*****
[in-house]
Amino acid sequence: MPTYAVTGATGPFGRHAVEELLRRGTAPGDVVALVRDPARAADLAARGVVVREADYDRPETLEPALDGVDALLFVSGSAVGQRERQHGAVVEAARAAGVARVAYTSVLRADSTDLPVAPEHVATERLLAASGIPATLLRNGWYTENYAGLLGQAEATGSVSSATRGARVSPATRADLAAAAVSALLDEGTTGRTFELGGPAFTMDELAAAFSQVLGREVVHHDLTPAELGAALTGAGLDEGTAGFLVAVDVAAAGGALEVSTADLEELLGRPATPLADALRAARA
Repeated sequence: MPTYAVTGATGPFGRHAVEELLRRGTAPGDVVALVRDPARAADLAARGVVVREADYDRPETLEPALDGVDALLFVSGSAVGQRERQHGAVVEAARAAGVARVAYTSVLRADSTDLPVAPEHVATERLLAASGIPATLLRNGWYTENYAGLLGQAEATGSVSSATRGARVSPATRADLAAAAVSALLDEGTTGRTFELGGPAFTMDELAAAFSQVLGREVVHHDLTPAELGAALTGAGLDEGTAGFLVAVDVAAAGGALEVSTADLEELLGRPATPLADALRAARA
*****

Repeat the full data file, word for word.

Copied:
[in-house]
Amino acid sequence: MPTYAVTGATGPFGRHAVEELLRRGTAPGDVVALVRDPARAADLAARGVVVREADYDRPETLEPALDGVDALLFVSGSAVGQRERQHGAVVEAARAAGVARVAYTSVLRADSTDLPVAPEHVATERLLAASGIPATLLRNGWYTENYAGLLGQAEATGSVSSATRGARVSPATRADLAAAAVSALLDEGTTGRTFELGGPAFTMDELAAAFSQVLGREVVHHDLTPAELGAALTGAGLDEGTAGFLVAVDVAAAGGALEVSTADLEELLGRPATPLADALRAARA
Repeated sequence: MPTYAVTGATGPFGRHAVEELLRRGTAPGDVVALVRDPARAADLAARGVVVREADYDRPETLEPALDGVDALLFVSGSAVGQRERQHGAVVEAARAAGVARVAYTSVLRADSTDLPVAPEHVATERLLAASGIPATLLRNGWYTENYAGLLGQAEATGSVSSATRGARVSPATRADLAAAAVSALLDEGTTGRTFELGGPAFTMDELAAAFSQVLGREVVHHDLTPAELGAALTGAGLDEGTAGFLVAVDVAAAGGALEVSTADLEELLGRPATPLADALRAARA